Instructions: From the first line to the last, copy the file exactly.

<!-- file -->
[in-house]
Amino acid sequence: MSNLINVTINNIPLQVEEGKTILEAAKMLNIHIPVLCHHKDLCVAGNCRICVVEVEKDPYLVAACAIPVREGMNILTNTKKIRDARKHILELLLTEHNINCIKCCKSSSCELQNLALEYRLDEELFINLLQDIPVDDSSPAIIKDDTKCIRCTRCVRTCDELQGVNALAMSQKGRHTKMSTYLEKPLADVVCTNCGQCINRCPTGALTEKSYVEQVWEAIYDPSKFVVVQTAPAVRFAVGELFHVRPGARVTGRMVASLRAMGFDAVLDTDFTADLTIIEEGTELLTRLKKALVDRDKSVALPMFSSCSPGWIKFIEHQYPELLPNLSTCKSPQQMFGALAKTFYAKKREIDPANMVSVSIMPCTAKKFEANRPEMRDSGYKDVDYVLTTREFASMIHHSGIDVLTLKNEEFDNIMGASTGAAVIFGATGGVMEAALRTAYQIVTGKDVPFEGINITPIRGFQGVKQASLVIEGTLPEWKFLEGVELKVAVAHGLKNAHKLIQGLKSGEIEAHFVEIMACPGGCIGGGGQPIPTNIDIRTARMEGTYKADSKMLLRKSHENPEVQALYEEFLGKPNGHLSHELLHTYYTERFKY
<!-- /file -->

[in-house]
Amino acid sequence: MSNLINVTINNIPLQVEEGKTILEAAKMLNIHIPVLCHHKDLCVAGNCRICVVEVEKDPYLVAACAIPVREGMNILTNTKKIRDARKHILELLLTEHNINCIKCCKSSSCELQNLALEYRLDEELFINLLQDIPVDDSSPAIIKDDTKCIRCTRCVRTCDELQGVNALAMSQKGRHTKMSTYLEKPLADVVCTNCGQCINRCPTGALTEKSYVEQVWEAIYDPSKFVVVQTAPAVRFAVGELFHVRPGARVTGRMVASLRAMGFDAVLDTDFTADLTIIEEGTELLTRLKKALVDRDKSVALPMFSSCSPGWIKFIEHQYPELLPNLSTCKSPQQMFGALAKTFYAKKREIDPANMVSVSIMPCTAKKFEANRPEMRDSGYKDVDYVLTTREFASMIHHSGIDVLTLKNEEFDNIMGASTGAAVIFGATGGVMEAALRTAYQIVTGKDVPFEGINITPIRGFQGVKQASLVIEGTLPEWKFLEGVELKVAVAHGLKNAHKLIQGLKSGEIEAHFVEIMACPGGCIGGGGQPIPTNIDIRTARMEGTYKADSKMLLRKSHENPEVQALYEEFLGKPNGHLSHELLHTYYTERFKY